A few years later, Justice Stanley Matthews wrote the Court's opinion in Yick Wo v. Hopkins (1886). He said: "These provisions are universal in their application, to all persons within the territorial jurisdiction, without regard to any differences of race, of colour, or of nationality; and the equal protection of the laws is a pledge of the protection of equal laws." Thus, the Clause would not be limited to discrimination against African Americans, nor would it be limited to equal enforcement of existing laws.
In its most contentious post-war interpretation of the equal protection clause, Plessy v. Ferguson (1896), the Supreme Court upheld a Louisiana Jim Crow law that required the segregation of blacks and whites on railroads and mandated separate railway cars for members of the two races. The Court, speaking through Justice Henry B. Brown, ruled that the equal protection clause had been intended to defend equality in civil rights, not equality in social arrangements. All that was therefore required of the law was reasonableness, and Louisiana's railway law amply met that requirement, being based on "the established usages, customs and traditions of the people."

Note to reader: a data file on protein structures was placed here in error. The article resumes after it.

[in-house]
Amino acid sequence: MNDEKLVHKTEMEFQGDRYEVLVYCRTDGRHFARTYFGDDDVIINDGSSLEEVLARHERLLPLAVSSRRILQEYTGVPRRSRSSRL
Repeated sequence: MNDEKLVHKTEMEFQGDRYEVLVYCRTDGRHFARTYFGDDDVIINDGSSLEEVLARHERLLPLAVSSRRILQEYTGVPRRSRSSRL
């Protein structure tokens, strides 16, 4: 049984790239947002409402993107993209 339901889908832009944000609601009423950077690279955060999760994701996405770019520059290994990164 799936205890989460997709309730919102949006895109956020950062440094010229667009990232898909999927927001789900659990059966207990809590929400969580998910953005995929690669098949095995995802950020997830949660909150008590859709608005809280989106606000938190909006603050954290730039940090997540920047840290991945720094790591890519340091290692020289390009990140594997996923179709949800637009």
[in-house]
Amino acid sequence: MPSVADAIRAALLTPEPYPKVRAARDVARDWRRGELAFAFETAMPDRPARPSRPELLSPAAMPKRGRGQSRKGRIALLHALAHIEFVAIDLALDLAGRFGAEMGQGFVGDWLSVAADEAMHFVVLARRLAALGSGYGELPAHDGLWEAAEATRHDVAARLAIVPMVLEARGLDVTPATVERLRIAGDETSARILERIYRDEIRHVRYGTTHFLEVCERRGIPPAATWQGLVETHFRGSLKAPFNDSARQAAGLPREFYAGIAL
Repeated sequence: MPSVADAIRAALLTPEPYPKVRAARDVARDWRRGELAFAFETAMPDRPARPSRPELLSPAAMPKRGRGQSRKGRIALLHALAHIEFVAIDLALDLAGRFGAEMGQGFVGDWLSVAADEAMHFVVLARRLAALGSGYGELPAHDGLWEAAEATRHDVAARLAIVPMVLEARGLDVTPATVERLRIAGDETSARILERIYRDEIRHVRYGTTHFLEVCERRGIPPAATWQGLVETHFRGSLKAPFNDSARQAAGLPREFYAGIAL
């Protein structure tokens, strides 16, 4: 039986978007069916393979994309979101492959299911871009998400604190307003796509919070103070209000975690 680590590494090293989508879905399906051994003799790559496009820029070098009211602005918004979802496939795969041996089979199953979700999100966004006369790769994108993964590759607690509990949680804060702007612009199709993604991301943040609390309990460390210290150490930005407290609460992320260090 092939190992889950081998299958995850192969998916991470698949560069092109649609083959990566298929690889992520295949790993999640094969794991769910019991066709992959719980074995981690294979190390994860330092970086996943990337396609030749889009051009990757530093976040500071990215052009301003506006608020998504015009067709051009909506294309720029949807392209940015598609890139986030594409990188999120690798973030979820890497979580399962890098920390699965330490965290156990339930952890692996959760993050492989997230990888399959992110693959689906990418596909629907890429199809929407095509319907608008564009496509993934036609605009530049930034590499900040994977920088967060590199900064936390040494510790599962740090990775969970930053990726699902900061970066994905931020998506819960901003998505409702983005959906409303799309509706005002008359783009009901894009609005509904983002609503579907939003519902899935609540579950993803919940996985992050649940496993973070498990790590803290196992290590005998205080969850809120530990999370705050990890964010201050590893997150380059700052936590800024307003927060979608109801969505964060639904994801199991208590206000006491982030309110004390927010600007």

Justice Harlan again dissented. "Every one knows," he wrote,
that the statute in question had its origin in the purpose, not so much to exclude white persons from railroad cars occupied by blacks, as to exclude colored people from coaches occupied by or assigned to white persons .... [I]n view of the Constitution, in the eye of the law, there is in this country no superior, dominant, ruling class of citizens. There is no caste here. Our Constitution is colour-blind, and neither knows nor tolerates classes among citizens.
Such "arbitrary separation" by race, Harlan concluded, was "a badge of servitude wholly inconsistent with the civil freedom and the equality before the law established by the Constitution."
Since Brown v. Board of Education (1954), Justice Harlan's dissent in Plessy has been vindicated as a matter of legal doctrine, and the clause has been interpreted as imposing a general restraint on the government's power to discriminate against people based on their membership in certain classes, including those based on race and sex (see below).
It was also in the post-Civil-War era that a ruling by the Supreme Court included summarizing headnotes written by a former president of Newburgh and New York Railway Company, John C. Bancroft. Bancroft, acting as court reporter indicated in the notes that corporations were "persons" while the actual court decision itself purposefully avoided specific statements regarding the equal protection clause as applied to corporations. However, the legal concept of corporate personhood predates the Fourteenth Amendment. In the late 19th and early 20th centuries, the Clause was used to strike down numerous statutes applying to corporations. Since the New Deal, however, such invalidations have been rare.
Between Plessy and Brown